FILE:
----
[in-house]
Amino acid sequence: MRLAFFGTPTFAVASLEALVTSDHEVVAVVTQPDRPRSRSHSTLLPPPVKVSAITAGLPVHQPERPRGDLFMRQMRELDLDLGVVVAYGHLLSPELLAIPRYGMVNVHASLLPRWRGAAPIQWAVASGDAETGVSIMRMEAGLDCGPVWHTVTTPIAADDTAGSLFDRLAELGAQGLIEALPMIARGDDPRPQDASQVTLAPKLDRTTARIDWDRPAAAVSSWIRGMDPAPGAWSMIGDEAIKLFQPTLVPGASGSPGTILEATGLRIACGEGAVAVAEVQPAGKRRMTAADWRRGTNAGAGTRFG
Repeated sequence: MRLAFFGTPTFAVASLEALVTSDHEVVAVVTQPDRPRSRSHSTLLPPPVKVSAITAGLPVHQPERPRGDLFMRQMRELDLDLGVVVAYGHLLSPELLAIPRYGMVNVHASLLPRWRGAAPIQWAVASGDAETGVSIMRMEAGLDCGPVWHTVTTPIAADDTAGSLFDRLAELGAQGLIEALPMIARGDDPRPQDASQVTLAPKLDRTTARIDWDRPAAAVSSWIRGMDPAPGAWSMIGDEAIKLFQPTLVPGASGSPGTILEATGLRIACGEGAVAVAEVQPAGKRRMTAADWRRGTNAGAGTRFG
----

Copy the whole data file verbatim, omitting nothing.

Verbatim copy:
[in-house]
Amino acid sequence: MRLAFFGTPTFAVASLEALVTSDHEVVAVVTQPDRPRSRSHSTLLPPPVKVSAITAGLPVHQPERPRGDLFMRQMRELDLDLGVVVAYGHLLSPELLAIPRYGMVNVHASLLPRWRGAAPIQWAVASGDAETGVSIMRMEAGLDCGPVWHTVTTPIAADDTAGSLFDRLAELGAQGLIEALPMIARGDDPRPQDASQVTLAPKLDRTTARIDWDRPAAAVSSWIRGMDPAPGAWSMIGDEAIKLFQPTLVPGASGSPGTILEATGLRIACGEGAVAVAEVQPAGKRRMTAADWRRGTNAGAGTRFG
Repeated sequence: MRLAFFGTPTFAVASLEALVTSDHEVVAVVTQPDRPRSRSHSTLLPPPVKVSAITAGLPVHQPERPRGDLFMRQMRELDLDLGVVVAYGHLLSPELLAIPRYGMVNVHASLLPRWRGAAPIQWAVASGDAETGVSIMRMEAGLDCGPVWHTVTTPIAADDTAGSLFDRLAELGAQGLIEALPMIARGDDPRPQDASQVTLAPKLDRTTARIDWDRPAAAVSSWIRGMDPAPGAWSMIGDEAIKLFQPTLVPGASGSPGTILEATGLRIACGEGAVAVAEVQPAGKRRMTAADWRRGTNAGAGTRFG